Later, when the Tamil National Alliance was formed in 2002, Sampanthan became the automatic choice to lead the Alliance, which developed closer links with the LTTE when the outfit embarked on its ‘globetrotting’ peace talks with Norwegian facilitation. Fortunately or unfortunately, the peace talks ultimately fizzled out with the LTTE digging its own grave.
The TNA Leader was heavily criticized for his decision to appear on stage with the UNP Leader, Ranil Wickremesinghe, during the joint May Day rally in Jaffna in 2012, and holding the Lion flag, aloft.
The TNA’s Jaffna District Parliamentarian and the ITAK’s General Secretary, Mavai S .Senathirajah, was the first to fire the salvo against Sampanthan for this action. However, Sampanthan managed to come out of the criticism, saying that he didn’t hold the flag of his own volition, but it was forced into his hand by Ranil Wickremesinghe.
Since then, there have been several problems surfacing within the TNA with regard to the solidarity of the Alliance. Most notable among them was the demand by the constituent parties of the Alliance to register it as a political party. This was in order to prevent Sampanthan’s ITAK from monopolizing the Alliance, as it is the flagship of the TNA with a majority of the parliamentarians from the ITAK.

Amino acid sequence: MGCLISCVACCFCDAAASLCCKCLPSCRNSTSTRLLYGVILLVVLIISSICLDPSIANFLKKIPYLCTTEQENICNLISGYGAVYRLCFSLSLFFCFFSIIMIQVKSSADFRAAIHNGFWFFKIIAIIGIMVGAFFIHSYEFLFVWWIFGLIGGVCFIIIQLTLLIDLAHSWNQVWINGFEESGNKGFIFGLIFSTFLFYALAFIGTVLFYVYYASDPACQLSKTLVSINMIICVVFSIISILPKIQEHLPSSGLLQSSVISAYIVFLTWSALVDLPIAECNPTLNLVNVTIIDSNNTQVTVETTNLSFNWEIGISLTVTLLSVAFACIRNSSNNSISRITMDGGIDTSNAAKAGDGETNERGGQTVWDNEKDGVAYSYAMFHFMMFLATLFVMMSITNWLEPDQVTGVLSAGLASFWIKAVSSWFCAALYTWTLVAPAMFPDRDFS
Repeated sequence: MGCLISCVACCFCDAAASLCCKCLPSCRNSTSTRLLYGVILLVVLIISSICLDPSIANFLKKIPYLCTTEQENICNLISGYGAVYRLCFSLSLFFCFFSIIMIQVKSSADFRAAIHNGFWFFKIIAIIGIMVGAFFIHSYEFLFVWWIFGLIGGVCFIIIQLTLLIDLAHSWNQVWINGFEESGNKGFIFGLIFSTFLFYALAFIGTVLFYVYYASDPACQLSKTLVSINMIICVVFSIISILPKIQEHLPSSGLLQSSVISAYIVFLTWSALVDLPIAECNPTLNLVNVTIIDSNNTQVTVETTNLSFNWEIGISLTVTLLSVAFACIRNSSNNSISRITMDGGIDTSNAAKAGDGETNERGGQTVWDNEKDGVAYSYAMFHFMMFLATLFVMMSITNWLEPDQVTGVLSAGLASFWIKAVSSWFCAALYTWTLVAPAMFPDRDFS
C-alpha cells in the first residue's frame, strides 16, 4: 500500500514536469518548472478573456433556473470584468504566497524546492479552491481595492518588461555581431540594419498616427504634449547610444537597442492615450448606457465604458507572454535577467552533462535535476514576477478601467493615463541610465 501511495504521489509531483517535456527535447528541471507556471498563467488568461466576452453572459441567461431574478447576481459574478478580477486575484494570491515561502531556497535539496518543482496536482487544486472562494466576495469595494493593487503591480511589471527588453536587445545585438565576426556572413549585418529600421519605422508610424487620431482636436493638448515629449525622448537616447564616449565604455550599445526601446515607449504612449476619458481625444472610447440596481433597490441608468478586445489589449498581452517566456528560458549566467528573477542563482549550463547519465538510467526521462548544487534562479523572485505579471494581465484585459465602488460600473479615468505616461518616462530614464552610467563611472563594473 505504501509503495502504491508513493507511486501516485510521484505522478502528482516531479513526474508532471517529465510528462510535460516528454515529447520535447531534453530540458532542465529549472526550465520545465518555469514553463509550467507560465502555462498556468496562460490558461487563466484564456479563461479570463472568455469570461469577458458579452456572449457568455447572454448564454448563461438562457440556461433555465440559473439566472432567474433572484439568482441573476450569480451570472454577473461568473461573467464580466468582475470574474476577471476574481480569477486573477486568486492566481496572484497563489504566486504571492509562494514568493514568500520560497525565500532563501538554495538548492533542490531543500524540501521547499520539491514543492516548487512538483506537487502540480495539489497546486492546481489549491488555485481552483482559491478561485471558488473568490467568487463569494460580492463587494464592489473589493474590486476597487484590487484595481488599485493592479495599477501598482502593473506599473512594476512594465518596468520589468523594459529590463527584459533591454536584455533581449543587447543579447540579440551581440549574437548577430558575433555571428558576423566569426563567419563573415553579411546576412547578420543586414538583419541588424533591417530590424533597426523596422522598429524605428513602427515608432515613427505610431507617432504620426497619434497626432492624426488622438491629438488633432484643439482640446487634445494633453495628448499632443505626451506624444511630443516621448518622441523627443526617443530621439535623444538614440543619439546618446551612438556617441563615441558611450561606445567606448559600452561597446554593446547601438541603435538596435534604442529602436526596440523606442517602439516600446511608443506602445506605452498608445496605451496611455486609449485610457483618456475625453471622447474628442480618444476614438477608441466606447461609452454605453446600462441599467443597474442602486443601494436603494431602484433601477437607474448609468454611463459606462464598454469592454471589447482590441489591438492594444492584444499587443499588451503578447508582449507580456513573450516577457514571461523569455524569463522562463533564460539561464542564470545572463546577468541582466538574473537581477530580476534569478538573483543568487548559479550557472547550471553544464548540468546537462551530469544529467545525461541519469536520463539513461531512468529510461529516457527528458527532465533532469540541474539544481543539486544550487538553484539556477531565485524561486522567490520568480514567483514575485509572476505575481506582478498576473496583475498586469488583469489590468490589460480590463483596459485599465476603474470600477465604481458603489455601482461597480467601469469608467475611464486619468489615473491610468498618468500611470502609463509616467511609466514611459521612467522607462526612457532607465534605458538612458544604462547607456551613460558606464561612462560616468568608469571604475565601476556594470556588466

Differences ironed out
Several weeks ago, a special meeting was convened by the Catholic Bishop of Mannar, Rt. Rev. Rayappu Joseph, in order to resolve the differences within the TNA and to emphasize on the need for solidarity within the Alliance. Apart from the members of the TNA, civil society members from Jaffna also took part in the Bishop’s meeting, calling for unity within the Alliance.
Though the meeting in Mannar had dragged for several hours, in two sessions from morning till evening, no constructive decision was reached with regard to the integrity of the TNA. Subsequently, the Bishop of Mannar held a second meeting to iron out the differences within the TNA.
However, there were changes in the political atmosphere with the announcement of the polls for the Northern Provincial Council. The TNA became more focused on electing its chief ministerial candidate. This again led to problems over the selection of the said candidate, and when the tussle over the choice between Mavai Senathirajah and the former Judge of the Supreme Court, C.V. Vigneswaran, looked set to intensify, with many speculating that the choice would lead to a split in the Alliance, the TNA Chief succeeded in securing a unanimous decision over his choice of Vigneswaran as the TNA’s chief ministerial candidate. He also convinced the other contender to not only accept the choice, but also to work with the candidate.